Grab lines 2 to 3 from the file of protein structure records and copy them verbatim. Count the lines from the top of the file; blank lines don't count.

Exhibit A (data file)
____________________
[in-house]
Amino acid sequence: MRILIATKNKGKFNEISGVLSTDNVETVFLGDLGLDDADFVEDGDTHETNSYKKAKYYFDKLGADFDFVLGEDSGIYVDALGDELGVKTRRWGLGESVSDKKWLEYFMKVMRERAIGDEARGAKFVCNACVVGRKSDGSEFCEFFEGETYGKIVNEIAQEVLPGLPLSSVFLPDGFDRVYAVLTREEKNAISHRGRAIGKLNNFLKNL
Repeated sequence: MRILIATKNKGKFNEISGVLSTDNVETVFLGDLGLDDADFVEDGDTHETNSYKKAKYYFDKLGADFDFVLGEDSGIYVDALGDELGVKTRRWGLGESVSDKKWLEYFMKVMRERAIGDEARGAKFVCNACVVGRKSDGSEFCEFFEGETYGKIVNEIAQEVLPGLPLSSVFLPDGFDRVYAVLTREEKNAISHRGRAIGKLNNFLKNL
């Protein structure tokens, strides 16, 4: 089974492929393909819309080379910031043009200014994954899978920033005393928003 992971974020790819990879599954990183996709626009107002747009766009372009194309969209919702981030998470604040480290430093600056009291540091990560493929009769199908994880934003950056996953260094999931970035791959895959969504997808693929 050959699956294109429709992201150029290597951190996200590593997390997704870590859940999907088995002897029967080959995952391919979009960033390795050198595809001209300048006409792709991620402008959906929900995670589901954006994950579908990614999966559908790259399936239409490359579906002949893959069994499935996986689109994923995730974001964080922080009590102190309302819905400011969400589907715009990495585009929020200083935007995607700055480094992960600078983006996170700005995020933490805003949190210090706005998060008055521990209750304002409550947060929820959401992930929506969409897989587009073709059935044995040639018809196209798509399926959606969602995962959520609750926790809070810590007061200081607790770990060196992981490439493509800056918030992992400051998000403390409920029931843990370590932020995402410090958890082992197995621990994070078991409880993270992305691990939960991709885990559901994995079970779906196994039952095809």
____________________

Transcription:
Amino acid sequence: MRILIATKNKGKFNEISGVLSTDNVETVFLGDLGLDDADFVEDGDTHETNSYKKAKYYFDKLGADFDFVLGEDSGIYVDALGDELGVKTRRWGLGESVSDKKWLEYFMKVMRERAIGDEARGAKFVCNACVVGRKSDGSEFCEFFEGETYGKIVNEIAQEVLPGLPLSSVFLPDGFDRVYAVLTREEKNAISHRGRAIGKLNNFLKNL
Repeated sequence: MRILIATKNKGKFNEISGVLSTDNVETVFLGDLGLDDADFVEDGDTHETNSYKKAKYYFDKLGADFDFVLGEDSGIYVDALGDELGVKTRRWGLGESVSDKKWLEYFMKVMRERAIGDEARGAKFVCNACVVGRKSDGSEFCEFFEGETYGKIVNEIAQEVLPGLPLSSVFLPDGFDRVYAVLTREEKNAISHRGRAIGKLNNFLKNL